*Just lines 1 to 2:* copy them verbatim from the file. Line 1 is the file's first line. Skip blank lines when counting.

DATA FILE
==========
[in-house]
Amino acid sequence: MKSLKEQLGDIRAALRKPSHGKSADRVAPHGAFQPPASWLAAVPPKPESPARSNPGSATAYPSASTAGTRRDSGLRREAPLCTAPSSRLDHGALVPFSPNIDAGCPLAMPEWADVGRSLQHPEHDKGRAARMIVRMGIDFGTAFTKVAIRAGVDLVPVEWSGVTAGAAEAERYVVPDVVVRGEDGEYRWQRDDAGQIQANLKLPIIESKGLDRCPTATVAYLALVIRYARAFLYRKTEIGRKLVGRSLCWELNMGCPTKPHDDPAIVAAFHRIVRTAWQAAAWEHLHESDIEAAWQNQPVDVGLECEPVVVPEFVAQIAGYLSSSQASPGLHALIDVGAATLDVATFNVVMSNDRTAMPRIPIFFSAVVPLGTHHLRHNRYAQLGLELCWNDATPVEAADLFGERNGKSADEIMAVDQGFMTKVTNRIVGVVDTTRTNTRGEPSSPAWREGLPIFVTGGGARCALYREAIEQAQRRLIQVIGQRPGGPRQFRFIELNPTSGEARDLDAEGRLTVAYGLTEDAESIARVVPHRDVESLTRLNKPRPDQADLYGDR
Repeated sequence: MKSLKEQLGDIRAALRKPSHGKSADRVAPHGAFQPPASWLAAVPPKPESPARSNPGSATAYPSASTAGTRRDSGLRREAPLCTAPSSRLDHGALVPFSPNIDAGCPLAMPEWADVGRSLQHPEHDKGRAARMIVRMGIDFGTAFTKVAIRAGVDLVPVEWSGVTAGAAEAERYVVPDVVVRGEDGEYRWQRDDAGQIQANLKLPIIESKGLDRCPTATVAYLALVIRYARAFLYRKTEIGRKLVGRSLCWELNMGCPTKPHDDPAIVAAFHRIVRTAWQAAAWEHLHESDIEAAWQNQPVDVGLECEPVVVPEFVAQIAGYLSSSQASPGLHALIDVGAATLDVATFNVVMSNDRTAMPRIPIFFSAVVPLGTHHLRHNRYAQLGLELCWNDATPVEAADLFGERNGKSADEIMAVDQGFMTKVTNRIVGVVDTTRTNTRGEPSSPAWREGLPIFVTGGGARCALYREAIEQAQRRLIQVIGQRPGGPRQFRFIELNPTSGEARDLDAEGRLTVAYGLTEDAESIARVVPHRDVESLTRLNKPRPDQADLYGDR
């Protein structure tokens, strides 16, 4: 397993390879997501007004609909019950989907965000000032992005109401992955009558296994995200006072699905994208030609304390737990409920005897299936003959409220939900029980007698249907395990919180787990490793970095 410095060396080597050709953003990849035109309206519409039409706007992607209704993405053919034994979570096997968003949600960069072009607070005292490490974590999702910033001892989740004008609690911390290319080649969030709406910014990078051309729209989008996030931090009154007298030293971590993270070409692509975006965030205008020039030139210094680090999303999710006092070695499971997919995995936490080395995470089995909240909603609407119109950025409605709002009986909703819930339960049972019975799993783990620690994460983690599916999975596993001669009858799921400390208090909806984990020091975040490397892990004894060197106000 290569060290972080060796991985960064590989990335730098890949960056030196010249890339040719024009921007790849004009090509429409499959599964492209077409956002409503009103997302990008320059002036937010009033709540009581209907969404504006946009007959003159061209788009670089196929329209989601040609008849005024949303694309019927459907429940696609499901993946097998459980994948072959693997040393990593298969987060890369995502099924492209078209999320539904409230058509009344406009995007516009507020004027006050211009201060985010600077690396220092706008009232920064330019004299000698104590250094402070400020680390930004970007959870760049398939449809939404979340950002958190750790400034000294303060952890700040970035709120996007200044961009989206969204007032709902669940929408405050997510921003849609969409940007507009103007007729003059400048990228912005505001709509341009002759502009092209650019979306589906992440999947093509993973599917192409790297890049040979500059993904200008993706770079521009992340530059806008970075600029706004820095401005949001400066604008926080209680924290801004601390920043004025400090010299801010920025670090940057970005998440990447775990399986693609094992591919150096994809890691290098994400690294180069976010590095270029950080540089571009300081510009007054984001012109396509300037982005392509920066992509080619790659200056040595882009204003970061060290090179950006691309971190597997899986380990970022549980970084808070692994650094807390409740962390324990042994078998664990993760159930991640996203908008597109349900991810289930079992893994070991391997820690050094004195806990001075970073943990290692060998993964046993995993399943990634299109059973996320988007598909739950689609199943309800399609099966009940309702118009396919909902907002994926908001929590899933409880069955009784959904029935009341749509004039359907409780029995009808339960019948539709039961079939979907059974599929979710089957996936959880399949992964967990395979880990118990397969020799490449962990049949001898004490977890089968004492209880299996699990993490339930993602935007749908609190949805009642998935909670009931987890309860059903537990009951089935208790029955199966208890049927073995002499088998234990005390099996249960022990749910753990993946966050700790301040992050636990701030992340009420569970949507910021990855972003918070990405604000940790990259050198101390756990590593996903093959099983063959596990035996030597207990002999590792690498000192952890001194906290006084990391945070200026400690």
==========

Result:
[in-house]
Amino acid sequence: MKSLKEQLGDIRAALRKPSHGKSADRVAPHGAFQPPASWLAAVPPKPESPARSNPGSATAYPSASTAGTRRDSGLRREAPLCTAPSSRLDHGALVPFSPNIDAGCPLAMPEWADVGRSLQHPEHDKGRAARMIVRMGIDFGTAFTKVAIRAGVDLVPVEWSGVTAGAAEAERYVVPDVVVRGEDGEYRWQRDDAGQIQANLKLPIIESKGLDRCPTATVAYLALVIRYARAFLYRKTEIGRKLVGRSLCWELNMGCPTKPHDDPAIVAAFHRIVRTAWQAAAWEHLHESDIEAAWQNQPVDVGLECEPVVVPEFVAQIAGYLSSSQASPGLHALIDVGAATLDVATFNVVMSNDRTAMPRIPIFFSAVVPLGTHHLRHNRYAQLGLELCWNDATPVEAADLFGERNGKSADEIMAVDQGFMTKVTNRIVGVVDTTRTNTRGEPSSPAWREGLPIFVTGGGARCALYREAIEQAQRRLIQVIGQRPGGPRQFRFIELNPTSGEARDLDAEGRLTVAYGLTEDAESIARVVPHRDVESLTRLNKPRPDQADLYGDR